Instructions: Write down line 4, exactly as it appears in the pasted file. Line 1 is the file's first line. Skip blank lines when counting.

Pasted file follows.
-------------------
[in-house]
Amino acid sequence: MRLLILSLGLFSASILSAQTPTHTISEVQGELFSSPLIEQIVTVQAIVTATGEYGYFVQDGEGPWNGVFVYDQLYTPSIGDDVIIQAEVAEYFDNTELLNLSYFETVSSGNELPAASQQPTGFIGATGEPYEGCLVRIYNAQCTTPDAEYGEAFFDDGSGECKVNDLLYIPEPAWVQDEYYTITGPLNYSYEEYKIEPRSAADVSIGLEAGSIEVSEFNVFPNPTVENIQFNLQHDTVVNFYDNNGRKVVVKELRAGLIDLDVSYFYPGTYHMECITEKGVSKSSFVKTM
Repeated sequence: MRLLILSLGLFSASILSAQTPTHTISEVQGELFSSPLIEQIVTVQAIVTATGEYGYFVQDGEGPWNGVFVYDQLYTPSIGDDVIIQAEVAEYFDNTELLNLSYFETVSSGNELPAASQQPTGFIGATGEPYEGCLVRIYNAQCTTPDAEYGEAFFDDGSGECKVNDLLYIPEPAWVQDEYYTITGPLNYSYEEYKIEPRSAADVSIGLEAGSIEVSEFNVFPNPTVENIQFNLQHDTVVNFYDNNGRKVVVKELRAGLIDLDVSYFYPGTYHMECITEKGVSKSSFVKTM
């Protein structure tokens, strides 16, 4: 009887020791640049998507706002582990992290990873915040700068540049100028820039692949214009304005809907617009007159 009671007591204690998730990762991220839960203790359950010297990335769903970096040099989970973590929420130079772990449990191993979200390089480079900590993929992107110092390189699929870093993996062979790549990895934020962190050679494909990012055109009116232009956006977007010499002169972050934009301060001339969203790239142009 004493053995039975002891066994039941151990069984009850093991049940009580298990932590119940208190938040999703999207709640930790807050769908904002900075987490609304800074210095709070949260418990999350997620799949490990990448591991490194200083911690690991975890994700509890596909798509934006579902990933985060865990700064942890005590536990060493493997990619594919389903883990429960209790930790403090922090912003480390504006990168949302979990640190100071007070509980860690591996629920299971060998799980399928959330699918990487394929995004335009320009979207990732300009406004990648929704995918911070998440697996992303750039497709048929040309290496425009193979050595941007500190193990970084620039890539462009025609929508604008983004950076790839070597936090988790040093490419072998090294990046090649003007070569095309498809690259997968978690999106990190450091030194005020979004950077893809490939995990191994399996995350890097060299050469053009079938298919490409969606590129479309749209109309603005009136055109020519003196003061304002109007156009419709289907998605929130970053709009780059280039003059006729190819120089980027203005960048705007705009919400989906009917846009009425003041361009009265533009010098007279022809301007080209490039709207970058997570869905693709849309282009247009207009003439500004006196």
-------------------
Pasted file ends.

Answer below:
């Protein structure tokens, strides 16, 4: 009887020791640049998507706002582990992290990873915040700068540049100028820039692949214009304005809907617009007159 009671007591204690998730990762991220839960203790359950010297990335769903970096040099989970973590929420130079772990449990191993979200390089480079900590993929992107110092390189699929870093993996062979790549990895934020962190050679494909990012055109009116232009956006977007010499002169972050934009301060001339969203790239142009 004493053995039975002891066994039941151990069984009850093991049940009580298990932590119940208190938040999703999207709640930790807050769908904002900075987490609304800074210095709070949260418990999350997620799949490990990448591991490194200083911690690991975890994700509890596909798509934006579902990933985060865990700064942890005590536990060493493997990619594919389903883990429960209790930790403090922090912003480390504006990168949302979990640190100071007070509980860690591996629920299971060998799980399928959330699918990487394929995004335009320009979207990732300009406004990648929704995918911070998440697996992303750039497709048929040309290496425009193979050595941007500190193990970084620039890539462009025609929508604008983004950076790839070597936090988790040093490419072998090294990046090649003007070569095309498809690259997968978690999106990190450091030194005020979004950077893809490939995990191994399996995350890097060299050469053009079938298919490409969606590129479309749209109309603005009136055109020519003196003061304002109007156009419709289907998605929130970053709009780059280039003059006729190819120089980027203005960048705007705009919400989906009917846009009425003041361009009265533009010098007279022809301007080209490039709207970058997570869905693709849309282009247009207009003439500004006196």